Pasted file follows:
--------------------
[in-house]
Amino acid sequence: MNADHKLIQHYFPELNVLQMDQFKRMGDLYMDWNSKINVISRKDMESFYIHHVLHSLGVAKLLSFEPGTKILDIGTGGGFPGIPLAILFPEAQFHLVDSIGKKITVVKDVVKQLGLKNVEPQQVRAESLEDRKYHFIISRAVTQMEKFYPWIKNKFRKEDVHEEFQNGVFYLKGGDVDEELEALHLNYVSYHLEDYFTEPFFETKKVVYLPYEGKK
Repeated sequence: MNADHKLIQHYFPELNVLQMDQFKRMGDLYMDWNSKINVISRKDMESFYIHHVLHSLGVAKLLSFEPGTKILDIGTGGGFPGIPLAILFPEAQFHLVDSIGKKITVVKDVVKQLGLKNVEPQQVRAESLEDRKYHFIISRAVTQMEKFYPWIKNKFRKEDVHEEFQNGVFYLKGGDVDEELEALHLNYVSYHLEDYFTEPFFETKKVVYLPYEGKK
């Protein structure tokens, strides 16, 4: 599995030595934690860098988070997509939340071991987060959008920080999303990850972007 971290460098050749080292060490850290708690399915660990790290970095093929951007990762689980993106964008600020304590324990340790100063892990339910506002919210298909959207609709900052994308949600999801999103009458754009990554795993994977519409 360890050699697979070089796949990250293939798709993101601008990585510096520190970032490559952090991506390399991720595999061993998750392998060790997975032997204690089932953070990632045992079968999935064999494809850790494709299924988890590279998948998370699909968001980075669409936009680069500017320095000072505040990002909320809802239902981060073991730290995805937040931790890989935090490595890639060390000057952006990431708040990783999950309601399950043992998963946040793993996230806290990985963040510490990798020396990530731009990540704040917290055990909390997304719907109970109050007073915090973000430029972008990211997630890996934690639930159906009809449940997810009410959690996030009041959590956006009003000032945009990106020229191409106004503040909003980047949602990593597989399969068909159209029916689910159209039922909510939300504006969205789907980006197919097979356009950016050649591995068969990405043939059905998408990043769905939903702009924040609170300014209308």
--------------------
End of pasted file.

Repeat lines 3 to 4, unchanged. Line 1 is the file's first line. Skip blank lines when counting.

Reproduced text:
Repeated sequence: MNADHKLIQHYFPELNVLQMDQFKRMGDLYMDWNSKINVISRKDMESFYIHHVLHSLGVAKLLSFEPGTKILDIGTGGGFPGIPLAILFPEAQFHLVDSIGKKITVVKDVVKQLGLKNVEPQQVRAESLEDRKYHFIISRAVTQMEKFYPWIKNKFRKEDVHEEFQNGVFYLKGGDVDEELEALHLNYVSYHLEDYFTEPFFETKKVVYLPYEGKK
């Protein structure tokens, strides 16, 4: 599995030595934690860098988070997509939340071991987060959008920080999303990850972007 971290460098050749080292060490850290708690399915660990790290970095093929951007990762689980993106964008600020304590324990340790100063892990339910506002919210298909959207609709900052994308949600999801999103009458754009990554795993994977519409 360890050699697979070089796949990250293939798709993101601008990585510096520190970032490559952090991506390399991720595999061993998750392998060790997975032997204690089932953070990632045992079968999935064999494809850790494709299924988890590279998948998370699909968001980075669409936009680069500017320095000072505040990002909320809802239902981060073991730290995805937040931790890989935090490595890639060390000057952006990431708040990783999950309601399950043992998963946040793993996230806290990985963040510490990798020396990530731009990540704040917290055990909390997304719907109970109050007073915090973000430029972008990211997630890996934690639930159906009809449940997810009410959690996030009041959590956006009003000032945009990106020229191409106004503040909003980047949602990593597989399969068909159209029916689910159209039922909510939300504006969205789907980006197919097979356009950016050649591995068969990405043939059905998408990043769905939903702009924040609170300014209308």